Fresh fruits, vegetables and grains are, in their natural
unprocessed state, kosher and pareve. They do not need kashrut certification and can be used with either dairy or meat. However, once a vegetable is combined with a dairy or meat product, it becomes dairy or meat respectively.
Processed vegetables such as those canned or frozen may pose
a problem. They are sometimes creamed and may contain nonkosher, dairy or meat
ingredients; or they may have been processed in vessels used for meat, dairy, or
even non-kosher products.
A more common problem with vegetables involves possible
insect infestation. The prohibition against consuming insects, even very tiny
ones -- as long as they are visible to the naked eye -- is mentioned five times in the Torah and is very strict. In recent years, due to federal regulations restricting insecticide spraying and genetic changes causing some insects to become more resistant to the insecticides, there are increasing amounts of insects such as thrips and aphids infesting some vegetables, especially green and leafy
varieties. Although quite small, they are visible to the naked eye and must be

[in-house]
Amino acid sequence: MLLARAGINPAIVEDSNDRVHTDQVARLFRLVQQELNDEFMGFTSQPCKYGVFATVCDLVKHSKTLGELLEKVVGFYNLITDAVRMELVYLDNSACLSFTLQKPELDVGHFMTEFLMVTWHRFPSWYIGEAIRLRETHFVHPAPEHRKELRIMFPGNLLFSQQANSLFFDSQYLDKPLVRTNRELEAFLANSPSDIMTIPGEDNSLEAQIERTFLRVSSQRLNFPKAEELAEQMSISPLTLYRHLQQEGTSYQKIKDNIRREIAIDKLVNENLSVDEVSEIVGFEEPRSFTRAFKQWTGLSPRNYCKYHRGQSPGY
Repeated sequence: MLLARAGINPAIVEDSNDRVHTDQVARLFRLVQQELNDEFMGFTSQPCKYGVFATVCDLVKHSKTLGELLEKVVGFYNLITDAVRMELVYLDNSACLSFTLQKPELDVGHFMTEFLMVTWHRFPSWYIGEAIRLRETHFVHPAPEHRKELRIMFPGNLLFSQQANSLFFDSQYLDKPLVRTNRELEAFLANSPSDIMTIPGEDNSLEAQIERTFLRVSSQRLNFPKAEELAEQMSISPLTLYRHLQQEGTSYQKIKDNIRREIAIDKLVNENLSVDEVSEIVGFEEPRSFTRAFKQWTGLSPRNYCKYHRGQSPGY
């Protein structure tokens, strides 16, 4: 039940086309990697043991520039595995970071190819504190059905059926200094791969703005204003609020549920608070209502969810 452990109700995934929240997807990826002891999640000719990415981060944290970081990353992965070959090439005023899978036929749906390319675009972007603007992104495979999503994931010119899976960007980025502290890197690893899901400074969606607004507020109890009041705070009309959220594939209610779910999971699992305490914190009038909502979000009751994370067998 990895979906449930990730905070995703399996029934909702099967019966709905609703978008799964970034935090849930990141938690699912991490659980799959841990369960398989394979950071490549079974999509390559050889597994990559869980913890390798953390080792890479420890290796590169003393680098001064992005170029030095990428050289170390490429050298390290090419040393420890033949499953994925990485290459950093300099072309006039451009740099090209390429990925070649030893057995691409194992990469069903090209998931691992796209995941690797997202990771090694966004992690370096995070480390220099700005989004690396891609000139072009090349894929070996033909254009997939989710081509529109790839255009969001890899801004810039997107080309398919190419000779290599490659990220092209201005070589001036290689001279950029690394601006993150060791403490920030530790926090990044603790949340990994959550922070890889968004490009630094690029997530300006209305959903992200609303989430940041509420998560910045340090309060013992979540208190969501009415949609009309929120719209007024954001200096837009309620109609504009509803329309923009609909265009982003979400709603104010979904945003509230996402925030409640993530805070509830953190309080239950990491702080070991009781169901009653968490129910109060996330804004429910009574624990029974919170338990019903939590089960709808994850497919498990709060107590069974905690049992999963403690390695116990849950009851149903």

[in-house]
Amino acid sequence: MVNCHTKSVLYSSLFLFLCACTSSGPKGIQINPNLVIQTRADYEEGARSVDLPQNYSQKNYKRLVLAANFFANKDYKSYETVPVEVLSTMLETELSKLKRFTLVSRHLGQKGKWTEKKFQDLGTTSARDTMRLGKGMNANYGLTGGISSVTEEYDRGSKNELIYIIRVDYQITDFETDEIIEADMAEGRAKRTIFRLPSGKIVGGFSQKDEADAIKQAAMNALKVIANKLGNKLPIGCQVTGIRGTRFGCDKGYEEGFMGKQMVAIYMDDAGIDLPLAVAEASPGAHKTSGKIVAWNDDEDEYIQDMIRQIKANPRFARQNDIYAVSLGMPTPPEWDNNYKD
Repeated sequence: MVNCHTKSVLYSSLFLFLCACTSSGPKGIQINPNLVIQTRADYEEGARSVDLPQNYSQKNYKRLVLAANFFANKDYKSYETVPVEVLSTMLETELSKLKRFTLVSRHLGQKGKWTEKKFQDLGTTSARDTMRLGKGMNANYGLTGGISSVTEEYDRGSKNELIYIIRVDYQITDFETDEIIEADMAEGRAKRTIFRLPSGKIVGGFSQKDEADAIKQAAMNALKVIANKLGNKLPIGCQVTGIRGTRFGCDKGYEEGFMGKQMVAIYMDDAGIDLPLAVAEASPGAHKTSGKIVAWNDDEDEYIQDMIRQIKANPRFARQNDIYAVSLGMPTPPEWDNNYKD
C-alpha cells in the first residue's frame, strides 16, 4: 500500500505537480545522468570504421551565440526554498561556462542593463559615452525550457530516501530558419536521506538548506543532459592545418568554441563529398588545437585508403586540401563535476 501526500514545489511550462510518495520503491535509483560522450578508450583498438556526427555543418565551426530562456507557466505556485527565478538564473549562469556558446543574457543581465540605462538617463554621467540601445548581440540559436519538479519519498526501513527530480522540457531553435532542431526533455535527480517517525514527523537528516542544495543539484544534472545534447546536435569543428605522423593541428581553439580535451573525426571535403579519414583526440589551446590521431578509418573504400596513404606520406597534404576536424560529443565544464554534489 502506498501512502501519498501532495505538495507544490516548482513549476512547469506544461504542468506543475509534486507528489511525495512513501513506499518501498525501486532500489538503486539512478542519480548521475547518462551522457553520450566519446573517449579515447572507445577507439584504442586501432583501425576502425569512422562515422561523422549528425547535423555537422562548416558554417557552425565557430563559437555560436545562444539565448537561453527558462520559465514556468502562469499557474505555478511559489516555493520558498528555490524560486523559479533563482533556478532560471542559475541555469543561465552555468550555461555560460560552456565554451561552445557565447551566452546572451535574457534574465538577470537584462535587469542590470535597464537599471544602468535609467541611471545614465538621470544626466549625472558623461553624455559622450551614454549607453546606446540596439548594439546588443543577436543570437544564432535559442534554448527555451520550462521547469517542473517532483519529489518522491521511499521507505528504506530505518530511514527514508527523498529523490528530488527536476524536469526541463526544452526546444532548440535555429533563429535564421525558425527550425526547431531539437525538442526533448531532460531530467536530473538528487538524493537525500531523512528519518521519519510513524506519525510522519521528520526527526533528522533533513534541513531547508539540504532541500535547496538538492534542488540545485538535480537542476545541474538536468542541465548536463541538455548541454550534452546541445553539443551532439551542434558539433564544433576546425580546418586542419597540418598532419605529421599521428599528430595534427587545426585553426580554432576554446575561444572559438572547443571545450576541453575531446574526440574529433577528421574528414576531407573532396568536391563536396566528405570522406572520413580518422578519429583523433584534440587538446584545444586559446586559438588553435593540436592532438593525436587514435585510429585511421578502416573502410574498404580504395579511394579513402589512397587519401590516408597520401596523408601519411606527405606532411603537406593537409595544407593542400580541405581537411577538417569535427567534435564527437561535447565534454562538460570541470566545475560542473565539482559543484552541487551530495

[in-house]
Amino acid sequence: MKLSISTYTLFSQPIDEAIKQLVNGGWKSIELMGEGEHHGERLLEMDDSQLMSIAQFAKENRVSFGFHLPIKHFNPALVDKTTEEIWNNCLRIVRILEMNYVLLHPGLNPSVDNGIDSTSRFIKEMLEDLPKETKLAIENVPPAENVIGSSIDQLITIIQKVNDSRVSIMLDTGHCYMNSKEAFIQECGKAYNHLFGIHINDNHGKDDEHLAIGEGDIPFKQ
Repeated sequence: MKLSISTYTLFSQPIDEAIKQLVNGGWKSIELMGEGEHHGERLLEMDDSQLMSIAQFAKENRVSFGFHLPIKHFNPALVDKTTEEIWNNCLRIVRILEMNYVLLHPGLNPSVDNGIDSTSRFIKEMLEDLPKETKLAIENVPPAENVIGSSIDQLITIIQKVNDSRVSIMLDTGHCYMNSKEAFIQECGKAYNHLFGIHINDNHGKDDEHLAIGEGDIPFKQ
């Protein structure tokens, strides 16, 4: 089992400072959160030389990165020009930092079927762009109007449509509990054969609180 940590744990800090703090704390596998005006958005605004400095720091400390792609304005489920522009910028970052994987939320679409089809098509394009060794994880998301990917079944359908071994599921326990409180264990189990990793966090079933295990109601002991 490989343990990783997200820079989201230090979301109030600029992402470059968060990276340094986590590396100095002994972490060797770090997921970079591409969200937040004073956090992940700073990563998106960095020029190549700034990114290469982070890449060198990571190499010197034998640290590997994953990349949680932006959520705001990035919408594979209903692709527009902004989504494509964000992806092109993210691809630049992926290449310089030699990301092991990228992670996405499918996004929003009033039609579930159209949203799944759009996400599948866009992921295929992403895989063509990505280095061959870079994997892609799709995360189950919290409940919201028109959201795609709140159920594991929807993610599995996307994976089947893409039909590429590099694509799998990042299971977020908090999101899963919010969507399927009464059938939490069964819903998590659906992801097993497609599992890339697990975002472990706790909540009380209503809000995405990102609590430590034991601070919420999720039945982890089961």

removed. Aphids range in size from 2 -5 millimeters (1/16 - 1/8 of an inch).
Many vegetables, fruits, nuts, and grains must be checked
before cooking or eating for the presence of small insects. Packages of pasta
are also occasionally infested. Some particularly severe problem vegetables are
artichokes, asparagus, brussel sprouts, cauliflower, and leafy vegetables.
The method of checking depends on the vegetables. Leafy
vegetables such as cabbage and lettuce should be checked leaf by leaf. Washing
under running water or soaking in salt water is helpful, but the vegetables must
also be inspected under a bright light, either daylight or artificial light.
Certain vegetables, such as celery and zucchini may be used after they are
washed under running water and scrubbed with a vegetable brush.
The degree to which insects are present varies according to the region,
season, and origin of the produce. If it is known that a certain variety is
infested, either avoid it for that season or examine it very carefully to remove